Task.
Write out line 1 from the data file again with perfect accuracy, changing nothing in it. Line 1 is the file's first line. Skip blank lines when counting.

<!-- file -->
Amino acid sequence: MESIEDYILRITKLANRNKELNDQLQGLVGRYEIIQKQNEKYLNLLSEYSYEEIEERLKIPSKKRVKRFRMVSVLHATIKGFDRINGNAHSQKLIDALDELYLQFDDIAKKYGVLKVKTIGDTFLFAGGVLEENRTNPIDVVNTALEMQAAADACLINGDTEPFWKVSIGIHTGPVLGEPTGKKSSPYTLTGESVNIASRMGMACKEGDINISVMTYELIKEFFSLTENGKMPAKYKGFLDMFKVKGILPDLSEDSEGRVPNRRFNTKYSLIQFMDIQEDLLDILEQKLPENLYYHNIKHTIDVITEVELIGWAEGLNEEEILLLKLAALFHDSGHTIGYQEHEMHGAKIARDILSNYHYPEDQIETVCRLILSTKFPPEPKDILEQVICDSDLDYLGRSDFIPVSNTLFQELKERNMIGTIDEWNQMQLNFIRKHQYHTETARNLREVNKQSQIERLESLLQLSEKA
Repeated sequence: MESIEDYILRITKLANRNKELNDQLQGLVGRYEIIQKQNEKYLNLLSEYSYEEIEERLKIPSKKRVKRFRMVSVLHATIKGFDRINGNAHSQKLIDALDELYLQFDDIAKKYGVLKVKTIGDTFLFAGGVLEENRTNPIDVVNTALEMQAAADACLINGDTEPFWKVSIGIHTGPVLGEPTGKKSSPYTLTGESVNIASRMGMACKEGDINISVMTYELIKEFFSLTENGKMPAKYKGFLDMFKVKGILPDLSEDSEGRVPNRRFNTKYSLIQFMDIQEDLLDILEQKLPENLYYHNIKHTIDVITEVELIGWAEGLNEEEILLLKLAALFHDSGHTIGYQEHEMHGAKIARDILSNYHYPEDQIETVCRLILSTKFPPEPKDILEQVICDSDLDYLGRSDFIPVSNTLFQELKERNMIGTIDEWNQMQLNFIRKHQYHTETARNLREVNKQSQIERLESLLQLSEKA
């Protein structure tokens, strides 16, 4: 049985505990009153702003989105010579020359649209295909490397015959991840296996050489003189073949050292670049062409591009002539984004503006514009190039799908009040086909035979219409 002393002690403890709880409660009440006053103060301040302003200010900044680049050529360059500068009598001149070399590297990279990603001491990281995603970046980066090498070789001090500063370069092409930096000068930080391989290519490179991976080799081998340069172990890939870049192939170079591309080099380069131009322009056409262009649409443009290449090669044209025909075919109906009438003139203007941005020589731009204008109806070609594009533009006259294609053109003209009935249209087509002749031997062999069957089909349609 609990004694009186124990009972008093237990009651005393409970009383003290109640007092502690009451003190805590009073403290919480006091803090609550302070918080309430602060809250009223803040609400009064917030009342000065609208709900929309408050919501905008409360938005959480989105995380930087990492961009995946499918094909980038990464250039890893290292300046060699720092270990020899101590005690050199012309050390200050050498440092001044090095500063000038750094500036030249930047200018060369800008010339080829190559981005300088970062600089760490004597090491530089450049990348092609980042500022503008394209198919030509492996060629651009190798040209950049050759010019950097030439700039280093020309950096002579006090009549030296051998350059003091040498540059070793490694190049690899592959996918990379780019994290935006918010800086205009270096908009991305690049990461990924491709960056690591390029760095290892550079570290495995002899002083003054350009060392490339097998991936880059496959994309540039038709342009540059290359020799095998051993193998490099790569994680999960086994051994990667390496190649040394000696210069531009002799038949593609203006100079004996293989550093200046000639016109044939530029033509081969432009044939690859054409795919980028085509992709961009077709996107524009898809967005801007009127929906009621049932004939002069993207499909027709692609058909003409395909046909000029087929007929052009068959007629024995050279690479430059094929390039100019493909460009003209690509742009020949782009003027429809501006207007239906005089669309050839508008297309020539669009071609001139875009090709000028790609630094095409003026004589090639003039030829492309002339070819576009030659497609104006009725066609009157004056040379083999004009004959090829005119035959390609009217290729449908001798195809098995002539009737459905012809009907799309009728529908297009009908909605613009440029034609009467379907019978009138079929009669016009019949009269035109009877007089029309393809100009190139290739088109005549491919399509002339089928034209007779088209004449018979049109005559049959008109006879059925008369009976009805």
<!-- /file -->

Amino acid sequence: MESIEDYILRITKLANRNKELNDQLQGLVGRYEIIQKQNEKYLNLLSEYSYEEIEERLKIPSKKRVKRFRMVSVLHATIKGFDRINGNAHSQKLIDALDELYLQFDDIAKKYGVLKVKTIGDTFLFAGGVLEENRTNPIDVVNTALEMQAAADACLINGDTEPFWKVSIGIHTGPVLGEPTGKKSSPYTLTGESVNIASRMGMACKEGDINISVMTYELIKEFFSLTENGKMPAKYKGFLDMFKVKGILPDLSEDSEGRVPNRRFNTKYSLIQFMDIQEDLLDILEQKLPENLYYHNIKHTIDVITEVELIGWAEGLNEEEILLLKLAALFHDSGHTIGYQEHEMHGAKIARDILSNYHYPEDQIETVCRLILSTKFPPEPKDILEQVICDSDLDYLGRSDFIPVSNTLFQELKERNMIGTIDEWNQMQLNFIRKHQYHTETARNLREVNKQSQIERLESLLQLSEKA